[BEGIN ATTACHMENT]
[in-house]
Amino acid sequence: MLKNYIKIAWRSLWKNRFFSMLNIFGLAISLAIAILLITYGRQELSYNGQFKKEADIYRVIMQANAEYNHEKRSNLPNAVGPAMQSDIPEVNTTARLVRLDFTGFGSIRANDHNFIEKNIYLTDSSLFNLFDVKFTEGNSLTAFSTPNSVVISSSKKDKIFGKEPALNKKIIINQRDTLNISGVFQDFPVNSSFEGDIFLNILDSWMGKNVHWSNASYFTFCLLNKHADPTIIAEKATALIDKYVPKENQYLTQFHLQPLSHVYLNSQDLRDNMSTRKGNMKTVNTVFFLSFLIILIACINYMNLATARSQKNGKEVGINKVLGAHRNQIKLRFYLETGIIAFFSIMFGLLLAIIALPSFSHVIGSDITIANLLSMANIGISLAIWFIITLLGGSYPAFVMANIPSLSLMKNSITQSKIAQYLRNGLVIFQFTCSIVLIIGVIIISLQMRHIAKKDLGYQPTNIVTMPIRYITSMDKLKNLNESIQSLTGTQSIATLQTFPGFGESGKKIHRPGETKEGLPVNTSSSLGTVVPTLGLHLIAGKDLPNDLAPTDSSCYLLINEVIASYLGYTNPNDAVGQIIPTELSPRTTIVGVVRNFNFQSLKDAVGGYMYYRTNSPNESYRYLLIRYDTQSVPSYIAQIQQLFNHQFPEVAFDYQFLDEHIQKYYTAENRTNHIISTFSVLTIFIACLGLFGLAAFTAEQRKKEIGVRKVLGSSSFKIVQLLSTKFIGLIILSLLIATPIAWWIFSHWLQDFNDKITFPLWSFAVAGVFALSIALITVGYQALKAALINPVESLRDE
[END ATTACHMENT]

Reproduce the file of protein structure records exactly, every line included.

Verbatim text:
[in-house]
Amino acid sequence: MLKNYIKIAWRSLWKNRFFSMLNIFGLAISLAIAILLITYGRQELSYNGQFKKEADIYRVIMQANAEYNHEKRSNLPNAVGPAMQSDIPEVNTTARLVRLDFTGFGSIRANDHNFIEKNIYLTDSSLFNLFDVKFTEGNSLTAFSTPNSVVISSSKKDKIFGKEPALNKKIIINQRDTLNISGVFQDFPVNSSFEGDIFLNILDSWMGKNVHWSNASYFTFCLLNKHADPTIIAEKATALIDKYVPKENQYLTQFHLQPLSHVYLNSQDLRDNMSTRKGNMKTVNTVFFLSFLIILIACINYMNLATARSQKNGKEVGINKVLGAHRNQIKLRFYLETGIIAFFSIMFGLLLAIIALPSFSHVIGSDITIANLLSMANIGISLAIWFIITLLGGSYPAFVMANIPSLSLMKNSITQSKIAQYLRNGLVIFQFTCSIVLIIGVIIISLQMRHIAKKDLGYQPTNIVTMPIRYITSMDKLKNLNESIQSLTGTQSIATLQTFPGFGESGKKIHRPGETKEGLPVNTSSSLGTVVPTLGLHLIAGKDLPNDLAPTDSSCYLLINEVIASYLGYTNPNDAVGQIIPTELSPRTTIVGVVRNFNFQSLKDAVGGYMYYRTNSPNESYRYLLIRYDTQSVPSYIAQIQQLFNHQFPEVAFDYQFLDEHIQKYYTAENRTNHIISTFSVLTIFIACLGLFGLAAFTAEQRKKEIGVRKVLGSSSFKIVQLLSTKFIGLIILSLLIATPIAWWIFSHWLQDFNDKITFPLWSFAVAGVFALSIALITVGYQALKAALINPVESLRDE